Peter and the Wolf
We encourage you to first have your students watch or listen to a performance of Peter and the Wolf. We like this one quite a bit:
Act It Out
Next, bring the story to life! Here are different scenes from the story that students can act out. You can find these parts in the music and play the music as students act out the scenes. This Spotify playlist has each individual section of the music and story as a different track.
For Two People
- One person is Grandfather and one is Peter. Grandfather tells Peter to come inside.
- One person is the bird and the other is the duck. They tease each other and compare all the ways they’re different and the same.
For Three People: One person is Peter, one is the bird, and one is the wolf as Peter and the bird try and catch the wolf.
For Four or More People: Peter and his friends carry the heavy wolf together to the zoo.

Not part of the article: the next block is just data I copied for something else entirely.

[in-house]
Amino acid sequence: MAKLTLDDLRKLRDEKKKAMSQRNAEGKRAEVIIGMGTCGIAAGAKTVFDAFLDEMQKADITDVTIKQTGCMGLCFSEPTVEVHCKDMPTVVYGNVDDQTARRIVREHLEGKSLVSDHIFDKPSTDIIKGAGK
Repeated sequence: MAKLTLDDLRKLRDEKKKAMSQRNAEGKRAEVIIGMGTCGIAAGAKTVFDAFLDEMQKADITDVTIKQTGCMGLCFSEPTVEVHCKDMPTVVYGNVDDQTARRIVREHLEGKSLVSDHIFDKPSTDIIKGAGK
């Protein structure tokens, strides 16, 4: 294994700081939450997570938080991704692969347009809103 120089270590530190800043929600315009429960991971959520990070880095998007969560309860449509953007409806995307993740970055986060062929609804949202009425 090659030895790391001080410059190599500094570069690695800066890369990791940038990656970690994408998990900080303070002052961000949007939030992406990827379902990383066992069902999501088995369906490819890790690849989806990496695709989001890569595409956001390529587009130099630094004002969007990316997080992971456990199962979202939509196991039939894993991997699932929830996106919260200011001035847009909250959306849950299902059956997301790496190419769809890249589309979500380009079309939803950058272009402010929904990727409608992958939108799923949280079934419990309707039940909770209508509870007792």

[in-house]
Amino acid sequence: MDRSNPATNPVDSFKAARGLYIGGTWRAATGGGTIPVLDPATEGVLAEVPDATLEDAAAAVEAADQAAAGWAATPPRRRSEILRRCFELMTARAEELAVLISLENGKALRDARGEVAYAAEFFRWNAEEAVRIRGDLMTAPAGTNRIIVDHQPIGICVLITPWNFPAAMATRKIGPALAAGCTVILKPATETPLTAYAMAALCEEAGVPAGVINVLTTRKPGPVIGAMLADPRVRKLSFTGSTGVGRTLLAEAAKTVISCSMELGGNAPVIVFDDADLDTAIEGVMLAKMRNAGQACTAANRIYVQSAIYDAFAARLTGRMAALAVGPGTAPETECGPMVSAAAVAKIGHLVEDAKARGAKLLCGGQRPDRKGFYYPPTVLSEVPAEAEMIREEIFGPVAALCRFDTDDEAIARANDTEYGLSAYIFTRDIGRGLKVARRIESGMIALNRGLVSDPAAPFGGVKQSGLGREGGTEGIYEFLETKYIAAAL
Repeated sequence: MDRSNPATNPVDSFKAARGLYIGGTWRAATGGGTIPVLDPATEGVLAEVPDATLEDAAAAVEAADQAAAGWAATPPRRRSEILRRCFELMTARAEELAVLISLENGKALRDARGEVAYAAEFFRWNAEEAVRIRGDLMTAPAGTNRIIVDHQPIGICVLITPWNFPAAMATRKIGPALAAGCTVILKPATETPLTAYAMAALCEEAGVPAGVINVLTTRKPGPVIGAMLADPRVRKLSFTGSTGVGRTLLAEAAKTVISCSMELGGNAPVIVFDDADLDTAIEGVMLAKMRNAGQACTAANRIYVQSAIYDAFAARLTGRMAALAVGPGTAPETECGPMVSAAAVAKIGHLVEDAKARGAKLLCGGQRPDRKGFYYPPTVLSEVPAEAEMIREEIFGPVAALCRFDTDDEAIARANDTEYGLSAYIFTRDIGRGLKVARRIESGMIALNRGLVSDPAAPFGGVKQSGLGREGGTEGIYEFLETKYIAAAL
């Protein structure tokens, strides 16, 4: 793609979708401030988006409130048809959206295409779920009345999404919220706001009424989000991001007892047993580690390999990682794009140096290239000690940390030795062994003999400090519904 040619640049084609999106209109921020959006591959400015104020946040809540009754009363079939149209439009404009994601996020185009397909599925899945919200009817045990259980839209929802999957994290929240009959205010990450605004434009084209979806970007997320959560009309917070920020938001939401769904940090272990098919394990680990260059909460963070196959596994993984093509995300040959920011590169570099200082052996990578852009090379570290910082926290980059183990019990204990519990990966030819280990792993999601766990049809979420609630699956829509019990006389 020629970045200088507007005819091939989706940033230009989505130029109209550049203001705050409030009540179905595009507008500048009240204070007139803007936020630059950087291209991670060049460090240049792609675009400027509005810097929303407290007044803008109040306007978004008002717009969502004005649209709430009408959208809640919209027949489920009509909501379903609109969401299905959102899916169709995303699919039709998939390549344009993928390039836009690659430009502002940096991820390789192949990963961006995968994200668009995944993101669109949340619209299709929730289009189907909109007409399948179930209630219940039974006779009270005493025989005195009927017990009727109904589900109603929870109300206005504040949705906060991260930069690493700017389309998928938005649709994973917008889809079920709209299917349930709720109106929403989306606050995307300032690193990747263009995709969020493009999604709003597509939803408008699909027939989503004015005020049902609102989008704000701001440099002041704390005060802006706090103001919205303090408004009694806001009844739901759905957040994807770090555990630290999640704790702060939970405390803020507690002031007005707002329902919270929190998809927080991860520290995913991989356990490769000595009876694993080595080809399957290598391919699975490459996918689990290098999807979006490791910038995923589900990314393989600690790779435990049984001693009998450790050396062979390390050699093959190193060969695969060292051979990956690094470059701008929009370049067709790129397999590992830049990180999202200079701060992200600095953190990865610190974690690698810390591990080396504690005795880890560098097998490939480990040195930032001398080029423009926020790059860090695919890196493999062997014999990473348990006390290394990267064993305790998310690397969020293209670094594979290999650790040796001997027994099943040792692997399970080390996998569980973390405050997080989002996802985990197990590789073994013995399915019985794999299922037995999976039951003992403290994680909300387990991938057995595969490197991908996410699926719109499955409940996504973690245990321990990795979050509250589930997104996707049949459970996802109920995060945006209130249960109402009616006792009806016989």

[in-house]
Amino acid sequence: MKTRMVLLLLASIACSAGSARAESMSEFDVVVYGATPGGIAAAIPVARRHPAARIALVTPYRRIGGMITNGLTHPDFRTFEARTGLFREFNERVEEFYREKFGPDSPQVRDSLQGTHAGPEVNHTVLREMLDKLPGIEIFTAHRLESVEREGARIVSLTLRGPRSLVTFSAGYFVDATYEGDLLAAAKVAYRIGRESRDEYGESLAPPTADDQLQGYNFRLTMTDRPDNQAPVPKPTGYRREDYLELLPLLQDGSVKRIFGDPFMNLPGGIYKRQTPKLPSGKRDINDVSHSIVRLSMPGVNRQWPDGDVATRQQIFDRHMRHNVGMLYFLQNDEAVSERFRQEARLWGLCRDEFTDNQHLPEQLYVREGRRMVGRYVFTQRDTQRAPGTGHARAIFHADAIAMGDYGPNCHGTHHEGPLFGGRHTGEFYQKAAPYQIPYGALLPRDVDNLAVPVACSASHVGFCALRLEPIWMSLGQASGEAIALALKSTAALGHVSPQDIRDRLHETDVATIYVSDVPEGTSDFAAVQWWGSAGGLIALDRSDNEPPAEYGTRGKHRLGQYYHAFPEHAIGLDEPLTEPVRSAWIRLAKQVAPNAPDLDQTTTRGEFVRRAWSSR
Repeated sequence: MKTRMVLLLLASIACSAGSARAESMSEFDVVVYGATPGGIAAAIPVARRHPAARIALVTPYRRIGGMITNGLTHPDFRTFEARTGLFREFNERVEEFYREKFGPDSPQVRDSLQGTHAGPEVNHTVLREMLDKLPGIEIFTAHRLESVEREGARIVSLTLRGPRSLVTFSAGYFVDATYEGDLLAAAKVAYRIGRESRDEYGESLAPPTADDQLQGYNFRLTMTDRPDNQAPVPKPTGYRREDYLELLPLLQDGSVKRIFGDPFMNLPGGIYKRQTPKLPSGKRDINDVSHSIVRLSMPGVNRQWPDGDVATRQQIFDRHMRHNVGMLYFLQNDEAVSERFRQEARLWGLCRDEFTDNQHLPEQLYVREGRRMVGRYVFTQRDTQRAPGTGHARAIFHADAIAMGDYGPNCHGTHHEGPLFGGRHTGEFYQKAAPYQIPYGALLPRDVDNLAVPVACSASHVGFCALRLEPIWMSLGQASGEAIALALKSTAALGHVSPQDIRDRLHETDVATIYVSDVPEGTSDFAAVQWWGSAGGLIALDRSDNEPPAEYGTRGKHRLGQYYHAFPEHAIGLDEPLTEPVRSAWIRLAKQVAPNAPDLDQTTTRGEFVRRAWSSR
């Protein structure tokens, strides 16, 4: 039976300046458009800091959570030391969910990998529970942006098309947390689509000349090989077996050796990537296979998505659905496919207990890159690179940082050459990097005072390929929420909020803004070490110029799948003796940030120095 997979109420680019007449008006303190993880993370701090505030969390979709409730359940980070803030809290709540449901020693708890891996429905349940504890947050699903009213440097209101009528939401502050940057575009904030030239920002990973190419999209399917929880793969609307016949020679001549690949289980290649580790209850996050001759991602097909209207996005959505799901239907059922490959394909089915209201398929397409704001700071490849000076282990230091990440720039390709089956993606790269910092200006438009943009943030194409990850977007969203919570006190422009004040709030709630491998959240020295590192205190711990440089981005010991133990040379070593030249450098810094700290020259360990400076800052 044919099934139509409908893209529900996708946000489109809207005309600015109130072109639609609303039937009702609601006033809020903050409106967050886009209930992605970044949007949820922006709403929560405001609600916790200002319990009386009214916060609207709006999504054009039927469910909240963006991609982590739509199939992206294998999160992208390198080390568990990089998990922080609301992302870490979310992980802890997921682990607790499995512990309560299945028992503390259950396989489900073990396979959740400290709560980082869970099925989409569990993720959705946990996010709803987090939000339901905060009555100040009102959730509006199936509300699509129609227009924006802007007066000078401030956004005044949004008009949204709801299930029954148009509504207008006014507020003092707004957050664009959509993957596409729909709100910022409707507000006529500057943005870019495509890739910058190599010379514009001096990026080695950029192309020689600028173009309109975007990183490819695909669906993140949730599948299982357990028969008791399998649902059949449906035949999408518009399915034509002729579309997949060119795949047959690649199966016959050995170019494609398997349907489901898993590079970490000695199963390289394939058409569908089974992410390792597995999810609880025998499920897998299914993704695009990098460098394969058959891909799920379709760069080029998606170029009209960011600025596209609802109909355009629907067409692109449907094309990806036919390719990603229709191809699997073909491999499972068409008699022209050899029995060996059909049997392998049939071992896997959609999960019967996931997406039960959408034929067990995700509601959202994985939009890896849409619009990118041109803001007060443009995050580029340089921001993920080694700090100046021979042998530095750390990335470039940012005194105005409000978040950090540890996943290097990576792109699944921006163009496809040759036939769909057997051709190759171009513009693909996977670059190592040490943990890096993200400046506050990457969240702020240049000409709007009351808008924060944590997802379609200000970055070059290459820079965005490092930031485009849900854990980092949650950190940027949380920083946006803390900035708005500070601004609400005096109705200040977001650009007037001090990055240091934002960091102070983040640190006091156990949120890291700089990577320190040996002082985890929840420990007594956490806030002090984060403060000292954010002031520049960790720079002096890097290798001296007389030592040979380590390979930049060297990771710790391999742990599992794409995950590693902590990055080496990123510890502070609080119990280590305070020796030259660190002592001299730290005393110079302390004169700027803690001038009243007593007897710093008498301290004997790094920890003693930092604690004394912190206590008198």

- Switch it Up: Act out each scene as it is in the story and then challenge your students to come up with a new ending.
- A Full Performance: Play the story for your students and have them act along with the whole piece. This will engage their creativity as well as their memory skills as they have to work to remember what comes next in the story and prepare to act it out.
- Peter and the Wolf Charades: Depending on the age of your child(ren), this can be done in a variety of ways with different levels of difficulty:
- Someone can act out a single character. Other players must guess the character and the instrument that portrays it.
- One or more people can silently act out a scene. Other players must guess what is occuring in the scene.
Peter and the Wolf Coloring Book
Let your little one’s imagination shine as they draw and color their own Peter and the Wolf storybook with an abridged version of the story for young artists.
- Download the coloring book here.
- Cut along the dotted lines to make your 8-page story book and color the pictures.
- To finish your book you can:
- Staple or attach your pages together in order or
- Keep the pages free floating and ask your kids to help put them in order each time you read the story.